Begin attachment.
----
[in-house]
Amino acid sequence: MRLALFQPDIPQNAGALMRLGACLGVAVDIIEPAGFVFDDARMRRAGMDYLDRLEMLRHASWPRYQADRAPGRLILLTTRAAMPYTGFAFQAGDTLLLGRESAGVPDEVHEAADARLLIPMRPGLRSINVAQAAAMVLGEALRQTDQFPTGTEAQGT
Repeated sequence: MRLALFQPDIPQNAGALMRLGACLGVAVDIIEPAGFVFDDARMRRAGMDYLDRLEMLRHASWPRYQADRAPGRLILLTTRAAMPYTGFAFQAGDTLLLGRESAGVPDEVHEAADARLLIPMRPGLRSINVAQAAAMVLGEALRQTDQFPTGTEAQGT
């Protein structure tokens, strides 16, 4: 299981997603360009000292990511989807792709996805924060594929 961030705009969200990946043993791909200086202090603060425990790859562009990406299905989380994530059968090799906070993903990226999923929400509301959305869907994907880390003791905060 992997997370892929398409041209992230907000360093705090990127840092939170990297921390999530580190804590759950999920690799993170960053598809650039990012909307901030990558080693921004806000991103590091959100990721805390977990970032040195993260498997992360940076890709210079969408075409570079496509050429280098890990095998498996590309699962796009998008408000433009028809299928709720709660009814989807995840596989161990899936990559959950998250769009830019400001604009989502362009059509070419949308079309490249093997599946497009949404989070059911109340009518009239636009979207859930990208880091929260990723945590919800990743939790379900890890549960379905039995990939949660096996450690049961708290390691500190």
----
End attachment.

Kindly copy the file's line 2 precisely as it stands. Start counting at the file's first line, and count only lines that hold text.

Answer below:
Amino acid sequence: MRLALFQPDIPQNAGALMRLGACLGVAVDIIEPAGFVFDDARMRRAGMDYLDRLEMLRHASWPRYQADRAPGRLILLTTRAAMPYTGFAFQAGDTLLLGRESAGVPDEVHEAADARLLIPMRPGLRSINVAQAAAMVLGEALRQTDQFPTGTEAQGT